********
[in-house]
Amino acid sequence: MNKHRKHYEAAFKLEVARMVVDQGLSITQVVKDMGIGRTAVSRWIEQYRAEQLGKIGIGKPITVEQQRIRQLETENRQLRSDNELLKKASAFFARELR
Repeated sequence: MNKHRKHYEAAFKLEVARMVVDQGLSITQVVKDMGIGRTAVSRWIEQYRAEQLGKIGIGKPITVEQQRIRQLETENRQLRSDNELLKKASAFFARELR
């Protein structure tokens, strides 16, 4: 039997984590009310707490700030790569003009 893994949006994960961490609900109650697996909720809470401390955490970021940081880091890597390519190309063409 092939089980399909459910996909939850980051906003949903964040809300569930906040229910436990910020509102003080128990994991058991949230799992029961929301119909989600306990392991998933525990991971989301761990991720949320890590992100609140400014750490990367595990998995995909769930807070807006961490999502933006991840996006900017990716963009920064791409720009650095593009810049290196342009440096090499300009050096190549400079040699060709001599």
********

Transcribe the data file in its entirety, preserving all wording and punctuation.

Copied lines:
[in-house]
Amino acid sequence: MNKHRKHYEAAFKLEVARMVVDQGLSITQVVKDMGIGRTAVSRWIEQYRAEQLGKIGIGKPITVEQQRIRQLETENRQLRSDNELLKKASAFFARELR
Repeated sequence: MNKHRKHYEAAFKLEVARMVVDQGLSITQVVKDMGIGRTAVSRWIEQYRAEQLGKIGIGKPITVEQQRIRQLETENRQLRSDNELLKKASAFFARELR
């Protein structure tokens, strides 16, 4: 039997984590009310707490700030790569003009 893994949006994960961490609900109650697996909720809470401390955490970021940081880091890597390519190309063409 092939089980399909459910996909939850980051906003949903964040809300569930906040229910436990910020509102003080128990994991058991949230799992029961929301119909989600306990392991998933525990991971989301761990991720949320890590992100609140400014750490990367595990998995995909769930807070807006961490999502933006991840996006900017990716963009920064791409720009650095593009810049290196342009440096090499300009050096190549400079040699060709001599």